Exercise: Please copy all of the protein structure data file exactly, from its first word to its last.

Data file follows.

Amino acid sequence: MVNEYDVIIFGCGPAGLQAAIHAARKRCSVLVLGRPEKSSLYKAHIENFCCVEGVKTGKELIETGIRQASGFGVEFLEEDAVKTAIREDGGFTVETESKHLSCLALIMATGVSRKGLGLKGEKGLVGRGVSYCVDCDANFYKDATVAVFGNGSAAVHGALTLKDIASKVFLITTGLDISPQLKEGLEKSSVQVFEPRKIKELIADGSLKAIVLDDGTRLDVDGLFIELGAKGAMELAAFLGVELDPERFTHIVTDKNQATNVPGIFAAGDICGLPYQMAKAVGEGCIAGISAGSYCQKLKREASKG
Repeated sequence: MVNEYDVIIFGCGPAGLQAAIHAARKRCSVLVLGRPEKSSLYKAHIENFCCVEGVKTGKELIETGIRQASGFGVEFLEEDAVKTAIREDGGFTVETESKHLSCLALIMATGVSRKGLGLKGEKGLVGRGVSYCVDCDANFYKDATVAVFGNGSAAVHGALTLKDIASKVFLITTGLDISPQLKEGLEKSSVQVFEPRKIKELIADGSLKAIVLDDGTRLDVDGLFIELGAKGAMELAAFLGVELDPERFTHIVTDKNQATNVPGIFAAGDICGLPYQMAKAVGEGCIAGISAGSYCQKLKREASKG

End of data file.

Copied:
Amino acid sequence: MVNEYDVIIFGCGPAGLQAAIHAARKRCSVLVLGRPEKSSLYKAHIENFCCVEGVKTGKELIETGIRQASGFGVEFLEEDAVKTAIREDGGFTVETESKHLSCLALIMATGVSRKGLGLKGEKGLVGRGVSYCVDCDANFYKDATVAVFGNGSAAVHGALTLKDIASKVFLITTGLDISPQLKEGLEKSSVQVFEPRKIKELIADGSLKAIVLDDGTRLDVDGLFIELGAKGAMELAAFLGVELDPERFTHIVTDKNQATNVPGIFAAGDICGLPYQMAKAVGEGCIAGISAGSYCQKLKREASKG
Repeated sequence: MVNEYDVIIFGCGPAGLQAAIHAARKRCSVLVLGRPEKSSLYKAHIENFCCVEGVKTGKELIETGIRQASGFGVEFLEEDAVKTAIREDGGFTVETESKHLSCLALIMATGVSRKGLGLKGEKGLVGRGVSYCVDCDANFYKDATVAVFGNGSAAVHGALTLKDIASKVFLITTGLDISPQLKEGLEKSSVQVFEPRKIKELIADGSLKAIVLDDGTRLDVDGLFIELGAKGAMELAAFLGVELDPERFTHIVTDKNQATNVPGIFAAGDICGLPYQMAKAVGEGCIAGISAGSYCQKLKREASKG